If you oversample, do it on the training dataset, never on the validation dataset. Why? Well, because if we oversample on the validation dataset we will “contaminate” our model evaluation phase with data that will not reflect our reality. Remember, our objective is to build models that generalize over the observations and in the real world, for this kind of problems, it is normal that the minority class is underrepresented and appears in few cases and what we really need is to correctly predict these minority observations. 

Having said this, let’s take a look at the way we partition our dataset: 

# Split into train-test 
from sklearn.model_selection import train_test_split 
X_train, X_test, y_train, y_test = train_test_split(X_resampled, y_resampled, test_size = .3, random_state=42) 

Train_Test_Split is a great way to split our datasets. Is a method of Scikit-Learn and its main advantage is that it will not only split our dataset, but it will do a random shuffle too, that will ensure that our dataset is properly randomized and then split. Not shuffling the data before splitting may cause an abnormal proportion between classes in training and validation datasets, so it’s nice to have randomization and splitting together. In our example we define a validation size of 0.3, which means 30% validation and 70% training. This is usually the best practice. 

Now that we have our imbalance dataset split into training and testing, it’s time to make use of our resamplers. We will demonstrate default SMOTE, KMeans SMOTE and SVM SMOTE. 

Default SMOTE

# Import SMOTE from imblearn 
from imblearn.over_sampling import SMOTE 
sm = SMOTE (sampling_strategy = “not majority” , random_state = 42)# Resample dataset  
X_train_oversampled, y_train_oversampled = sm.fit_resample(X_train, y_train) 

As described at the beginning of this section, the use of the oversamplers is almost identical disregarding which we use. We define a dataset_resampled , labels_resampled pair as outputs and call our resampler object created earlier with our imbalance train dataset and train labels as inputs. We will use the same snippet of code to call matplotlib and visualize our rebalanced dataset. 

Remember that in its plain form, SMOTE will randomly generate samples in the segments connecting the K Nearest adjacent minority class instances and will repeat this process until the dataset is no longer imbalanced. But sometimes we want to place synthetic samples with a different approach. We will now show you how to implement KMeans and SVM Smote, which relies on an unsupervised algorithm to determine where to place the synthetic samples in a more efficient way.


To properly demonstrate the following methods, we proceed to create a new artificial dataset, specially created for binary classification, using the make_blobs method. According to the official documentation, make_blobs is a method for generating isotropic Gaussian blobs, which are perfect for clustering purposes, and this is how we applied it:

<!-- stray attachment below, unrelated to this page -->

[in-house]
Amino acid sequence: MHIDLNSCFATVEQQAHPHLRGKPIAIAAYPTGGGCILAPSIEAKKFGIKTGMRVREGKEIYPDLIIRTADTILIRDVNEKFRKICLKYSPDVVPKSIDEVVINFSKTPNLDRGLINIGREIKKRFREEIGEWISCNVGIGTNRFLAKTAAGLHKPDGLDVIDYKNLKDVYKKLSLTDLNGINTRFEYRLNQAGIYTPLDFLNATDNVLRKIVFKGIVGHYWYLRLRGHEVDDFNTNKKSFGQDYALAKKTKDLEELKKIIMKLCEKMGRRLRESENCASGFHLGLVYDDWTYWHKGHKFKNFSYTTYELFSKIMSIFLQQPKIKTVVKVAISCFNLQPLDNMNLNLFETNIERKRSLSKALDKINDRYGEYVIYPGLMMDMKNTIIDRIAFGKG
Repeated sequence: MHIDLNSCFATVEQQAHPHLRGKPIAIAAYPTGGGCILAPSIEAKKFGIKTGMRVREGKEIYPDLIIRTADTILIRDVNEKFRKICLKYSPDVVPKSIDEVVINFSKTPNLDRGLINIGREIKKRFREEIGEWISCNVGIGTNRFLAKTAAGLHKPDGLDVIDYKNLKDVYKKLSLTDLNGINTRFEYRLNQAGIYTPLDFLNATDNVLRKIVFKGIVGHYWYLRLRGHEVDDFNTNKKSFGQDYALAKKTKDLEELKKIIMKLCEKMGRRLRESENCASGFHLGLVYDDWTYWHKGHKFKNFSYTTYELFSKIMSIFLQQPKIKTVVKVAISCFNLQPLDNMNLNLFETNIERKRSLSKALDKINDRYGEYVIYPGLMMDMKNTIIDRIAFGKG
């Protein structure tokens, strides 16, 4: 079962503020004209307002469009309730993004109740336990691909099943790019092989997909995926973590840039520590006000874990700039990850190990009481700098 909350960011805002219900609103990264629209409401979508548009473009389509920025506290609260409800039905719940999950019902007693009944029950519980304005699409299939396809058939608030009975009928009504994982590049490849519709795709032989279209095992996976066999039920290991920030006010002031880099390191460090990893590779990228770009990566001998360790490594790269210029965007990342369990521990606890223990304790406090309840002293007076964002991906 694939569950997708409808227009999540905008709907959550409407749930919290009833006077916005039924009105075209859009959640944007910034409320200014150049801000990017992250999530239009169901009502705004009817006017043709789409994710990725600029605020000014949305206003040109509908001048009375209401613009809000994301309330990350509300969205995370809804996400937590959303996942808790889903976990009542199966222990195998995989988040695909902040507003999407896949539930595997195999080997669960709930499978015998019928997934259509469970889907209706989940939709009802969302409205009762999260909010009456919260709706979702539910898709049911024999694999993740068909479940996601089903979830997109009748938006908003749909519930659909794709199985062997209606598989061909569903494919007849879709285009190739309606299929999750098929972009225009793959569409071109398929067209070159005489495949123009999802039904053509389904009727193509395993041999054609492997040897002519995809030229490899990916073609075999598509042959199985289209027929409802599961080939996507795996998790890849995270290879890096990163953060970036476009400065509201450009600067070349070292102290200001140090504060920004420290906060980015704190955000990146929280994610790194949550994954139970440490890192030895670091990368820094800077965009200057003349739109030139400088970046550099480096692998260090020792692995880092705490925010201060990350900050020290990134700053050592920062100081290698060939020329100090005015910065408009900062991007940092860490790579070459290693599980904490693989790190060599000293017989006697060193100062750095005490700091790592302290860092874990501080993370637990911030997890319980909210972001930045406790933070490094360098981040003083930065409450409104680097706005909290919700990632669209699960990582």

# Use make_blobs to create dataset 
from sklearn.datasets import make_blobs 
X, y = make_blobs (n_samples = 500, centers = 2, n_features = 2, cluster_std = 3, center_box = (-7.0,7.0) , random_state = 42)# Convert to pandas dataframe for better handling 
import pandas as pd 
X = pd.DataFrame (data = X, columns= [“feature1”, “feature2”]) 
y = pd.DataFrame (data = y)# Use make_imbalance to create a skewed dataset 
from imblearn.datasets import make_imbalance 
X_resampled, y_resampled = make_imbalance (X, y, sampling_strategy = {0:250, 1:50}, multiplier = 0.1, minority_class = 1)# Split in train-test 
from sklearn.model_selection import train_test_split 
X_train, X_test, y_train, y_test = train_test_split(X_resampled, y_resampled, test_size = .3, random_state=42) 

Now, we are ready to apply our resampling techniques: SVM SMOTE and K-Means SMOTE. 

from imblearn.over_sampling import KMeansSMOTE 
sm = KMeansSMOTE(random_state=42) 
X_over, y_overs = sm.fit_resample(X_train, y_train) 

Previous snippet shows the use of KMeans SMOTE for synthetic sample generation. As you can see it follows the same structure. As result we get the following output: 

KMeans SMOTE first create clusters to determine which areas are a better fit for sample generation. Data density in outer regions may be a consequence of this clustering step.


from imblearn.over_sampling import SVMSMOTE 
sm = SVMSMOTE(random_state=42) 
X_res_svm, y_res_svm = sm.fit_resample(X_train, y_train) 

Same general principle for calling the method. Now let’s take a look at the output: 

With the same dataset we can see that synthetic sample positioning is totally different from what we got from KMeans SMOTE. In this case, the SVM clustering step enables us create a bigger sample density in the class boundary

As shown in the previous paragraphs, the implementation of the resamplers is a very simplistic process thanks to the implementation of open source libraries. Independent of the resamplerof our choice, applying such techniques to our code is similar among them and proves to be an easy setup for addressing the imbalance. Of course, the result will vary, and there is not a single silver bullet that will solve every problem. Once we rebalance our dataset, we still have to train and evaluate our classifier and we may get better or worse results depending on the approach we chose. In the next section we will test different SMOTE variants and see the impact of the classifier’s effectiveness.